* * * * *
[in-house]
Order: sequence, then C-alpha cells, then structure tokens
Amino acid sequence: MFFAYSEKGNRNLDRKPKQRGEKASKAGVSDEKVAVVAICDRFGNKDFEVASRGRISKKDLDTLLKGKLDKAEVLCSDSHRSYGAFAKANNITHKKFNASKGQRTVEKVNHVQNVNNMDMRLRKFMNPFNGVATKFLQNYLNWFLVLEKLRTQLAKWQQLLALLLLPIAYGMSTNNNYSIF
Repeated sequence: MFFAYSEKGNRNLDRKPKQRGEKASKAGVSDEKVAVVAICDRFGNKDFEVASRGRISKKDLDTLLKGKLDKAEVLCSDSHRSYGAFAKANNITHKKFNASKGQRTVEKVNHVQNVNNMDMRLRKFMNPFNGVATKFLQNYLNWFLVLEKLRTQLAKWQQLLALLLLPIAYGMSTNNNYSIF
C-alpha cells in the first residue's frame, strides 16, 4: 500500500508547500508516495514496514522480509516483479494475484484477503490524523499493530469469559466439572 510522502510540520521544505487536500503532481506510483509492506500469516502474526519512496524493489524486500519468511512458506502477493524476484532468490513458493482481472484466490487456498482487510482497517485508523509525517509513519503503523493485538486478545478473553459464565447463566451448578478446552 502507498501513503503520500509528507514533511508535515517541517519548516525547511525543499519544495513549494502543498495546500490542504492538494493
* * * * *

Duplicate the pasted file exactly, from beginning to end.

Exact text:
[in-house]
Order: sequence, then C-alpha cells, then structure tokens
Amino acid sequence: MFFAYSEKGNRNLDRKPKQRGEKASKAGVSDEKVAVVAICDRFGNKDFEVASRGRISKKDLDTLLKGKLDKAEVLCSDSHRSYGAFAKANNITHKKFNASKGQRTVEKVNHVQNVNNMDMRLRKFMNPFNGVATKFLQNYLNWFLVLEKLRTQLAKWQQLLALLLLPIAYGMSTNNNYSIF
Repeated sequence: MFFAYSEKGNRNLDRKPKQRGEKASKAGVSDEKVAVVAICDRFGNKDFEVASRGRISKKDLDTLLKGKLDKAEVLCSDSHRSYGAFAKANNITHKKFNASKGQRTVEKVNHVQNVNNMDMRLRKFMNPFNGVATKFLQNYLNWFLVLEKLRTQLAKWQQLLALLLLPIAYGMSTNNNYSIF
C-alpha cells in the first residue's frame, strides 16, 4: 500500500508547500508516495514496514522480509516483479494475484484477503490524523499493530469469559466439572 510522502510540520521544505487536500503532481506510483509492506500469516502474526519512496524493489524486500519468511512458506502477493524476484532468490513458493482481472484466490487456498482487510482497517485508523509525517509513519503503523493485538486478545478473553459464565447463566451448578478446552 502507498501513503503520500509528507514533511508535515517541517519548516525547511525543499519544495513549494502543498495546500490542504492538494493